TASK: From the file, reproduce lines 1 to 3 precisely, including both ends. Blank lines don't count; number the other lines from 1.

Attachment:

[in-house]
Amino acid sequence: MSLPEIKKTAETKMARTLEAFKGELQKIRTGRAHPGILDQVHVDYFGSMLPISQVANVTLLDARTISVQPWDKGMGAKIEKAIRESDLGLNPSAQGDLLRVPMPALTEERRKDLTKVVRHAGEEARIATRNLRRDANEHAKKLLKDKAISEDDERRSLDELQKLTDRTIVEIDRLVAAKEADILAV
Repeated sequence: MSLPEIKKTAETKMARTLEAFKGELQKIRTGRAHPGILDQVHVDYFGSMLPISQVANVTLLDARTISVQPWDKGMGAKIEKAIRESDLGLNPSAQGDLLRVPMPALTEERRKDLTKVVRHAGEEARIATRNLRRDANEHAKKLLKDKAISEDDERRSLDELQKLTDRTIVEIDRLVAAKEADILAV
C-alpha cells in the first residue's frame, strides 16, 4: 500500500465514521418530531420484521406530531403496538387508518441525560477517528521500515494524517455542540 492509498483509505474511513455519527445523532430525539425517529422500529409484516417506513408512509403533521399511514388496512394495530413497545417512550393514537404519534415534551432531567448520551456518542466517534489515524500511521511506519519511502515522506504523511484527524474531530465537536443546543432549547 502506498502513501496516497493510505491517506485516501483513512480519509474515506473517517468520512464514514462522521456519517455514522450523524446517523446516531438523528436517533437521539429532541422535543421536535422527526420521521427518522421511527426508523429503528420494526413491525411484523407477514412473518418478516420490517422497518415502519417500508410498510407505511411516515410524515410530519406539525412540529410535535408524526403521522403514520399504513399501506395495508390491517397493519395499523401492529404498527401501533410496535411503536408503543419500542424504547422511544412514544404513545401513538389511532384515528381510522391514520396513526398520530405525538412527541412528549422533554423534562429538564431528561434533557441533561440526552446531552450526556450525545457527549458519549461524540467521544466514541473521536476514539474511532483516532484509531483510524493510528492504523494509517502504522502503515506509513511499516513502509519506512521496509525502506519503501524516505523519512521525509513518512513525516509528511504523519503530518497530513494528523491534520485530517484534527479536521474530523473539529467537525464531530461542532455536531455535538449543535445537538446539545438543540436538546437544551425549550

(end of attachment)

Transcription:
[in-house]
Amino acid sequence: MSLPEIKKTAETKMARTLEAFKGELQKIRTGRAHPGILDQVHVDYFGSMLPISQVANVTLLDARTISVQPWDKGMGAKIEKAIRESDLGLNPSAQGDLLRVPMPALTEERRKDLTKVVRHAGEEARIATRNLRRDANEHAKKLLKDKAISEDDERRSLDELQKLTDRTIVEIDRLVAAKEADILAV
Repeated sequence: MSLPEIKKTAETKMARTLEAFKGELQKIRTGRAHPGILDQVHVDYFGSMLPISQVANVTLLDARTISVQPWDKGMGAKIEKAIRESDLGLNPSAQGDLLRVPMPALTEERRKDLTKVVRHAGEEARIATRNLRRDANEHAKKLLKDKAISEDDERRSLDELQKLTDRTIVEIDRLVAAKEADILAV